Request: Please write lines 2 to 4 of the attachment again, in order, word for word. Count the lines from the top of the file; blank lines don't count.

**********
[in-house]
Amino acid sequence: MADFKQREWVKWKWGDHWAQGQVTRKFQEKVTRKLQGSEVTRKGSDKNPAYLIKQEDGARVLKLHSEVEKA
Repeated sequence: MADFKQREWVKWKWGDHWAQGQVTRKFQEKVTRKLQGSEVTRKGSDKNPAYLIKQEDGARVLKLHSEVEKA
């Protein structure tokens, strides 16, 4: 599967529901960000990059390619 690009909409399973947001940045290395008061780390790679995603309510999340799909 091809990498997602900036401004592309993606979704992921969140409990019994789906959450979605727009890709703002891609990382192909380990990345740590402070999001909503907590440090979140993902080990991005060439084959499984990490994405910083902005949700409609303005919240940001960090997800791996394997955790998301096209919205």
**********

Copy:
Amino acid sequence: MADFKQREWVKWKWGDHWAQGQVTRKFQEKVTRKLQGSEVTRKGSDKNPAYLIKQEDGARVLKLHSEVEKA
Repeated sequence: MADFKQREWVKWKWGDHWAQGQVTRKFQEKVTRKLQGSEVTRKGSDKNPAYLIKQEDGARVLKLHSEVEKA
């Protein structure tokens, strides 16, 4: 599967529901960000990059390619 690009909409399973947001940045290395008061780390790679995603309510999340799909 091809990498997602900036401004592309993606979704992921969140409990019994789906959450979605727009890709703002891609990382192909380990990345740590402070999001909503907590440090979140993902080990991005060439084959499984990490994405910083902005949700409609303005919240940001960090997800791996394997955790998301096209919205």